Medical-marijuana hearing gets delayed as pot-fueled opposition grows
Michael Lee, owner of the Colorado Springs marijuana dispensary Cannabis Therapeutics

Medical-marijuana hearing gets delayed as pot-fueled opposition grows

In the game of bureaucratic chicken between state officials and medical marijuana advocates, chalk one up for the stoners.

In response to a growing Colorado medical marijuana community, and reports of abuses in the unregulated industry, state health officials proposed new regulations last month that could put a stranglehold on the local medical-pot business. Among other things, the rules would limit each medical marijuana "caregiver" to a max of five patients -- a constraint that would seem to disallow the state's growing number of marijuana dispensaries.

At the time Ron Hyman, state registrar of vital statistics, said he expected the March 18 Colorado Board of Health hearing on the regulations to be "energetic," but even he wasn't prepared for the subsequent backlash by those who believed the state was trying to take away their voter-sanctioned marijuana (not to mention dispensary owners who believed the state was torpedoing their voter-sanctioned livelihood). After more than a hundred people swamped a minor logistical meeting on the matter last week, officials decided to delay the March 18 hearing so they could find a larger meeting room. Now Hyman says they're expecting to hold the hearing in June.

"I think we put a little fear in them," says Brian Vicente, Executive Director of the drug policy reform group Sensible Colorado.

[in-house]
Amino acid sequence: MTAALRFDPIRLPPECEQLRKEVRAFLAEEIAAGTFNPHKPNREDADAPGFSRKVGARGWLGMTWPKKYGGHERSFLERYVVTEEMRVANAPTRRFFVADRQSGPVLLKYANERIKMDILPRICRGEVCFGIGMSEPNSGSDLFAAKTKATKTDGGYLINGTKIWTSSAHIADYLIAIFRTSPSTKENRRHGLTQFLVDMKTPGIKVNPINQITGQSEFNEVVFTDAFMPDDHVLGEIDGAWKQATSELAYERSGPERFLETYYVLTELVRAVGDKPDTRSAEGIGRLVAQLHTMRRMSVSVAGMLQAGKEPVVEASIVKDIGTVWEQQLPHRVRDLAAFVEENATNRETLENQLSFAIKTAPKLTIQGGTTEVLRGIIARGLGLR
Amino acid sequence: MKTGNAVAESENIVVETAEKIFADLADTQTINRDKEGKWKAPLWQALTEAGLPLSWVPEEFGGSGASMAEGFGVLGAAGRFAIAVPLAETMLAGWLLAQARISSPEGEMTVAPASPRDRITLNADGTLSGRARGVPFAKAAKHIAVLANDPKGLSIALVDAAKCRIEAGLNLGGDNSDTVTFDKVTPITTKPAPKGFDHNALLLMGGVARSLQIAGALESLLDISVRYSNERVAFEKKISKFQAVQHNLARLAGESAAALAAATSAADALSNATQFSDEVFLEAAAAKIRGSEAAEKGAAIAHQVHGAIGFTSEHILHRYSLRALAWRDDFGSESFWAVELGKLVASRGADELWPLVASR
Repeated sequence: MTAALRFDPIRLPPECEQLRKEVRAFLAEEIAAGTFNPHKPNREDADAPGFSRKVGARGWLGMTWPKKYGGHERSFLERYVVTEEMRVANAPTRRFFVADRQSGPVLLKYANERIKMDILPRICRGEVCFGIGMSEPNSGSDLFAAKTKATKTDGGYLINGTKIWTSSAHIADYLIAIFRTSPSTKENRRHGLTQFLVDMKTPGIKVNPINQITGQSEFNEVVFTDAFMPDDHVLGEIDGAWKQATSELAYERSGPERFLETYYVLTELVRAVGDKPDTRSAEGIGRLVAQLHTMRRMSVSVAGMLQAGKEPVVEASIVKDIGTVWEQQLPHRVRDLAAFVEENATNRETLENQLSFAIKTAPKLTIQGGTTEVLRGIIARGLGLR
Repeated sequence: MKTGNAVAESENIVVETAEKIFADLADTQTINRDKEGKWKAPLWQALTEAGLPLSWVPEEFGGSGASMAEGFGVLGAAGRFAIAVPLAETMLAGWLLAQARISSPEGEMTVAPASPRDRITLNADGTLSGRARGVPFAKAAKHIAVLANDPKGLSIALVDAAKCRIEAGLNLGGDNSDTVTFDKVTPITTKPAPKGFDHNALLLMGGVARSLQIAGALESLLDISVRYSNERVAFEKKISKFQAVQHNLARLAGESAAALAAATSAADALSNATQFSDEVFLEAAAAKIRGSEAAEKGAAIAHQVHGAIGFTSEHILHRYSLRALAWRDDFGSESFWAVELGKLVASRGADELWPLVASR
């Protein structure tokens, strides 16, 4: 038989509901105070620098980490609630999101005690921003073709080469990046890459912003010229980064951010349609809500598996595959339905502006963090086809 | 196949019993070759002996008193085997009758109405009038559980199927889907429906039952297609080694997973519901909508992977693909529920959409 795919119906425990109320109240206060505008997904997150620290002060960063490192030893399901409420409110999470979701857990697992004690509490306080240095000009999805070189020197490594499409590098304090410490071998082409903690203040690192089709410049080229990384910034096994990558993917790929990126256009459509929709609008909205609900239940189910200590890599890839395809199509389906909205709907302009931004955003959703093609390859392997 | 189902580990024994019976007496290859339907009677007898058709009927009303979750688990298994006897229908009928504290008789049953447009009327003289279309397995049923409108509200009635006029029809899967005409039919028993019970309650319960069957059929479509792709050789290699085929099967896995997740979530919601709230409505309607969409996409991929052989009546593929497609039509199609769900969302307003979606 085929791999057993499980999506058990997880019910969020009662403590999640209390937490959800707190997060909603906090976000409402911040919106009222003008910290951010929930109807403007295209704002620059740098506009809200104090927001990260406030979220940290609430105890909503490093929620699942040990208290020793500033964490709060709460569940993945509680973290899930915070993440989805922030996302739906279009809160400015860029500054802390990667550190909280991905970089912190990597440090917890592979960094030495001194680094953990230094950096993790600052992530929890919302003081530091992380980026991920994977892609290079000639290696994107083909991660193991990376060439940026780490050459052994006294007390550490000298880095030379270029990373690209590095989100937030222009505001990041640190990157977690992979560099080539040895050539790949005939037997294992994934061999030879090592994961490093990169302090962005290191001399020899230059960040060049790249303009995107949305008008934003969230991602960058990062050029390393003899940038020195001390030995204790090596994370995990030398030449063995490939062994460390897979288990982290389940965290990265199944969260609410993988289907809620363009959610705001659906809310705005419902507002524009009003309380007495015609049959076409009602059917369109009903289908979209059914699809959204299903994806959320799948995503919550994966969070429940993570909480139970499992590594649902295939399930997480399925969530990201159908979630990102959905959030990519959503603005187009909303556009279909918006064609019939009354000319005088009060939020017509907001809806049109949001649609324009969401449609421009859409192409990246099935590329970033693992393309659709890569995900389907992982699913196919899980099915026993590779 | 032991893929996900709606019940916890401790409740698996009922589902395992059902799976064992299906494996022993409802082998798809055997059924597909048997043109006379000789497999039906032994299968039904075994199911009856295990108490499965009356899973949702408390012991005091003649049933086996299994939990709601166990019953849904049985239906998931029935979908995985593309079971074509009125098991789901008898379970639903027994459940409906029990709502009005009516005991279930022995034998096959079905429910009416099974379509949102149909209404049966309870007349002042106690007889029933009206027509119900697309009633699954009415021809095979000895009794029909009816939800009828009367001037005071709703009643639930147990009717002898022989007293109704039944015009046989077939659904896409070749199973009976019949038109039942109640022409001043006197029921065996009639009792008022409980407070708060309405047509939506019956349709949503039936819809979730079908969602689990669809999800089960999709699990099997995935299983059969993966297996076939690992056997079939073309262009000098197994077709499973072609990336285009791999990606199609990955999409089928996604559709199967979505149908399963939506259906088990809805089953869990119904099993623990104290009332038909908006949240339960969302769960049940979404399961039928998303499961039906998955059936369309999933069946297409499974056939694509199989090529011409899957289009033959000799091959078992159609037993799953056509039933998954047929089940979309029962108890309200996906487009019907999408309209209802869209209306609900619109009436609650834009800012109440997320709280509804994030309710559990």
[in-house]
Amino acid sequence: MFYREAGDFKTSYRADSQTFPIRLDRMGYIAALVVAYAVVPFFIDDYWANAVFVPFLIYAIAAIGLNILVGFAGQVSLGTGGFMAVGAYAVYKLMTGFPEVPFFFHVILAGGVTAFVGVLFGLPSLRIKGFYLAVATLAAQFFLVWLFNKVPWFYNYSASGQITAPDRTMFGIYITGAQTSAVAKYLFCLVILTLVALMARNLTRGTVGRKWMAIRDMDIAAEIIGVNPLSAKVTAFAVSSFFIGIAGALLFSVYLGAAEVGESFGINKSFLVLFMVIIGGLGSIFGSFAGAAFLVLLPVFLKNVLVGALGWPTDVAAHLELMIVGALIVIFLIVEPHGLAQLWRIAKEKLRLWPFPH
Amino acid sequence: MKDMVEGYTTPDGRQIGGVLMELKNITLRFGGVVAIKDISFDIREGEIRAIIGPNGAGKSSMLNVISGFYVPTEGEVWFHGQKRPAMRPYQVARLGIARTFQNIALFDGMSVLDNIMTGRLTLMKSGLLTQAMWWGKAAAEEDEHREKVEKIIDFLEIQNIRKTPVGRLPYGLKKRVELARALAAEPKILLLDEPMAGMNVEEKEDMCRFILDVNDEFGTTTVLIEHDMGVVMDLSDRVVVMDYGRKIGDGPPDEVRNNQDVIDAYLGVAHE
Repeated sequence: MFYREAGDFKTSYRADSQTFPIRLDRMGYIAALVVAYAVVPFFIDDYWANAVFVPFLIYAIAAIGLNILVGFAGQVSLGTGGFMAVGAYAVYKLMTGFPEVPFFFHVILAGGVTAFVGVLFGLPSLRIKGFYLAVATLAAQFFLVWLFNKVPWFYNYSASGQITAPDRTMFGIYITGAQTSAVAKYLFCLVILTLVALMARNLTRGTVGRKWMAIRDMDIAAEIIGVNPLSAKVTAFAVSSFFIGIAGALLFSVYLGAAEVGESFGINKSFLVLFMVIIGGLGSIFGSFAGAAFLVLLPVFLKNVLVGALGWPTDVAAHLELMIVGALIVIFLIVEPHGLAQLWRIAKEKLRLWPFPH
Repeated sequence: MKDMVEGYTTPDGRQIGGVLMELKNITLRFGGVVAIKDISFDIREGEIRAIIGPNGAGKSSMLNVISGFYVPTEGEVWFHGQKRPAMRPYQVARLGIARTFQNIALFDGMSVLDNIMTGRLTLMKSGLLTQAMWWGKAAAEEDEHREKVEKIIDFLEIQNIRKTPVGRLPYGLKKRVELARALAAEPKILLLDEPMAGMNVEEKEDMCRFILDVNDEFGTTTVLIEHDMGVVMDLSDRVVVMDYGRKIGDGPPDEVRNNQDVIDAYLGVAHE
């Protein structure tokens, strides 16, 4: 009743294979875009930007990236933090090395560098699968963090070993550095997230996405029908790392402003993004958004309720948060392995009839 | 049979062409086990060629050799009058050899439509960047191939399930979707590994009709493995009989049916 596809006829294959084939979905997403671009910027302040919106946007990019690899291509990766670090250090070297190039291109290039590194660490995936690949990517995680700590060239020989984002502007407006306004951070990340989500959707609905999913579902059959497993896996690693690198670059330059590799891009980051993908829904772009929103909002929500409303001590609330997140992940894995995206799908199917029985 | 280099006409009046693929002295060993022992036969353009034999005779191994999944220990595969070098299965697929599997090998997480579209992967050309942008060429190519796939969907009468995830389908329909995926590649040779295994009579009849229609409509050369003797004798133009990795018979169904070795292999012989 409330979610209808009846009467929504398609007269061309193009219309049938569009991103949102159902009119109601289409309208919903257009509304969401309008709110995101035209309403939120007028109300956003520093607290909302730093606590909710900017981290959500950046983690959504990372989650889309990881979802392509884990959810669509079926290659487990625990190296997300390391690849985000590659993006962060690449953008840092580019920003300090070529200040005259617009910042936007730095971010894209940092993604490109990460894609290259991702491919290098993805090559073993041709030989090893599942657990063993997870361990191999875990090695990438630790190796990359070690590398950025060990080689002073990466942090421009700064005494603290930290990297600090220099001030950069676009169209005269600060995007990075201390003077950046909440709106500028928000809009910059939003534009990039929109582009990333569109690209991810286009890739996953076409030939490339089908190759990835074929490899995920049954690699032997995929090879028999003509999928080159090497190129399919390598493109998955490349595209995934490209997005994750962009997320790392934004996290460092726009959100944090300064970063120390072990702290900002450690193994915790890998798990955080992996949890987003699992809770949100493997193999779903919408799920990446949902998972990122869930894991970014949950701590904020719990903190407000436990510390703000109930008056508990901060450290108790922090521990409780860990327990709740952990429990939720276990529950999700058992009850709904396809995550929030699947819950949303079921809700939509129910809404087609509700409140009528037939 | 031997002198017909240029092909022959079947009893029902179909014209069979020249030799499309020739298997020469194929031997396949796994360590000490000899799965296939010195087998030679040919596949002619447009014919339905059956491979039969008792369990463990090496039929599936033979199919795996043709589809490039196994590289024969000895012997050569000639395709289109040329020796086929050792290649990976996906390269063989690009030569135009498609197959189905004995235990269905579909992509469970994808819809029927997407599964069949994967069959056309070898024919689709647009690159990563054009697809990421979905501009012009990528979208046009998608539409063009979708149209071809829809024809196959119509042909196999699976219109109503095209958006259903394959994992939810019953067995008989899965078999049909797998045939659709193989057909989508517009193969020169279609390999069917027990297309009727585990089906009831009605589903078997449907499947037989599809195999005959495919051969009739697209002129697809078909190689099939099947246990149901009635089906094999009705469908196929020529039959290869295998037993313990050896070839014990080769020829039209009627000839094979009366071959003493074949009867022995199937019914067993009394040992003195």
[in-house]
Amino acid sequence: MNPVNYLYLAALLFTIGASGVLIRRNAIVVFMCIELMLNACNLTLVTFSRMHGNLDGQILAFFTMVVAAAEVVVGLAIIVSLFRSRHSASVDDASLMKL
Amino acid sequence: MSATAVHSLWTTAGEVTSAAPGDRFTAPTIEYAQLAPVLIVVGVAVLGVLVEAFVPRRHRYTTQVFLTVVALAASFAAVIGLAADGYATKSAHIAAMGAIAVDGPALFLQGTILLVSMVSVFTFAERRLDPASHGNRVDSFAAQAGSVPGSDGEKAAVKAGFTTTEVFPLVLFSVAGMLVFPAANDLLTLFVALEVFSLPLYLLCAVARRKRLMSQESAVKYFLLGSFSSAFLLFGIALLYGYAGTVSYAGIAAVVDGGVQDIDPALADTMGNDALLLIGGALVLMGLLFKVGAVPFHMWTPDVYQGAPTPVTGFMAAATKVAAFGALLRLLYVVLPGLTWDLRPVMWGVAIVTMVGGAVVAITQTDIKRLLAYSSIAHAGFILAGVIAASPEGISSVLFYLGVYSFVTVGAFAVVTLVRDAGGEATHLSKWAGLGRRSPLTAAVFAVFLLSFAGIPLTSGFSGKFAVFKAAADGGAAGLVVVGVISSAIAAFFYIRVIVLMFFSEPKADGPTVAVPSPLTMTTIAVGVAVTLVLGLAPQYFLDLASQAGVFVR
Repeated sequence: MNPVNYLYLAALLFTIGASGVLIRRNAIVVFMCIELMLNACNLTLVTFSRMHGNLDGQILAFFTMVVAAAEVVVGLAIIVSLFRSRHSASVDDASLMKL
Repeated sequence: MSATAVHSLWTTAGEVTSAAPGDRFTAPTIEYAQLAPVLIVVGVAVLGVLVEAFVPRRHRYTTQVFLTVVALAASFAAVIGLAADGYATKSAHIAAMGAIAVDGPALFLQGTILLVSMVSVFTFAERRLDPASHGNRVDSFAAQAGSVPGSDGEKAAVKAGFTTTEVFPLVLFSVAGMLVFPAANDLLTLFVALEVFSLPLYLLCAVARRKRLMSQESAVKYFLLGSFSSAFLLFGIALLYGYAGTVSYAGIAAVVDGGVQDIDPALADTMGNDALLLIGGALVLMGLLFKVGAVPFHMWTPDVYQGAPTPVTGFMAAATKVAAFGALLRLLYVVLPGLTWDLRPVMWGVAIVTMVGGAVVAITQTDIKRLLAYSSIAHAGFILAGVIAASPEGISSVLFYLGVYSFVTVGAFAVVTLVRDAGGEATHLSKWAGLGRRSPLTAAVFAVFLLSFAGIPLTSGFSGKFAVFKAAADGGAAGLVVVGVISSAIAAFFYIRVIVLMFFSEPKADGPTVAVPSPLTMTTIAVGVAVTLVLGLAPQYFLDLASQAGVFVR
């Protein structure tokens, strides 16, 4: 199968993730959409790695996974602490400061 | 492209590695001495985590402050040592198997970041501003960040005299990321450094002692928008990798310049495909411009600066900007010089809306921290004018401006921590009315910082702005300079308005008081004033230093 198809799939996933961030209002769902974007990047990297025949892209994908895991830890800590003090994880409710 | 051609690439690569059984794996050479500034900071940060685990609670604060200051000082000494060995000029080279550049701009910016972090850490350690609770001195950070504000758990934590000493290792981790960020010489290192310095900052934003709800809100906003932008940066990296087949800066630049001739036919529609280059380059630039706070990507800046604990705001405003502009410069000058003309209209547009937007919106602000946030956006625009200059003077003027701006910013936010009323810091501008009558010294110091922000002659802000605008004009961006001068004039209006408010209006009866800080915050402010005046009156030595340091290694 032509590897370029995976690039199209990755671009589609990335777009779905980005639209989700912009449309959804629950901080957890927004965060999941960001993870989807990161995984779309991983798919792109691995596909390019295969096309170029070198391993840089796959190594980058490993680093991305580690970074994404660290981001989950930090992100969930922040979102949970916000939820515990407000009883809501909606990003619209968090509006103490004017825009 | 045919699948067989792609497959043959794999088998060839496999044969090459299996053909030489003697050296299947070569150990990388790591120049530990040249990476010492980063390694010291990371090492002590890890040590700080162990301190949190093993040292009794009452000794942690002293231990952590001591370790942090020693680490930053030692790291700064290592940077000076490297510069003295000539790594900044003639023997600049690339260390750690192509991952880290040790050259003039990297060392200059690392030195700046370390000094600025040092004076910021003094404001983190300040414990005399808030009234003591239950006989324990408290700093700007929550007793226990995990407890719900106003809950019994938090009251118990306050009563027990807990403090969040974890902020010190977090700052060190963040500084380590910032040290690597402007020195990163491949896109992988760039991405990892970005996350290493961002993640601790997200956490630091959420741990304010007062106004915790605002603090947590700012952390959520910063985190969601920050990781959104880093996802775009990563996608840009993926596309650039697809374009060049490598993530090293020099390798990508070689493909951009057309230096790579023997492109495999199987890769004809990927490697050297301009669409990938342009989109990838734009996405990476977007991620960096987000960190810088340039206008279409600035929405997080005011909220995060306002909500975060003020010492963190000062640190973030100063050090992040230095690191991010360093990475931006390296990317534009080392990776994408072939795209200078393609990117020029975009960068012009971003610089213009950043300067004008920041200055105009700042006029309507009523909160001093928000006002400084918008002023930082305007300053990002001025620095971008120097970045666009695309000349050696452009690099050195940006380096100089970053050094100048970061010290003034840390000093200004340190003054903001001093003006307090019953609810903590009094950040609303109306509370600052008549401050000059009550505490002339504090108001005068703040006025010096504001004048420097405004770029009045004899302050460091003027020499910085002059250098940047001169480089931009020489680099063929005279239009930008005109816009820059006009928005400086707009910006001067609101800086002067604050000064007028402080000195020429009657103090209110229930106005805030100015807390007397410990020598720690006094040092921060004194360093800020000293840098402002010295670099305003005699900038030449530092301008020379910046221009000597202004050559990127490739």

The state's pot movement is growing stronger all the time. Medical marijuana advocates have been emboldened by new attorney general Eric Holder's announcement that the Justice Department will stop raiding marijuana dispensaries, not to mention President Barack Obama's recent decision to fill his drug czar position with Gil Kerlikowske, police chief in Seattle, where the medical marijuana and "decriminalization" laws are similar to Denver's. An unnamed source notes that an entrepreneur is looking to open a medical marijuana dispensary around the Highlands neighborhood, and word has it that dispensaries are starting to open up on the Western Slope. While most Colorado dispensaries so far are small-scale operations, it's likely only be a matter of time before a large-scale enterprise -- think the Walgreens of ganja -- rolls into town.

But even Vicente believes the state's medical marijuana scene could use additional regulating. Instead of the new rules proposed by the state, though, he'd like to see a task force involving health administrators, law enforcement patients, caregivers and advocates come together to consider new dispensary rules such as advertising and location restrictions, sales tax obligations and quality control measures.

Hyman isn't opposed to such a working group -- but that doesn't mean the state will put the kibosh on its proposed regulations. "Once we are able to confirm exactly where we are going to hold the hearing and have an exact date, we will send out another notice," says Hyman. "I'm guessing we need room for at least several hundred. We are trying to find a place that can handle that size crowd and has adequate parking and handicapped access."

Considering those prerequisites, here's a possibility: Red Rocks Amphitheatre. Maybe even Widespread Panic would play. For lots of the marijuana advocates in attendance, it'll be just like old times.

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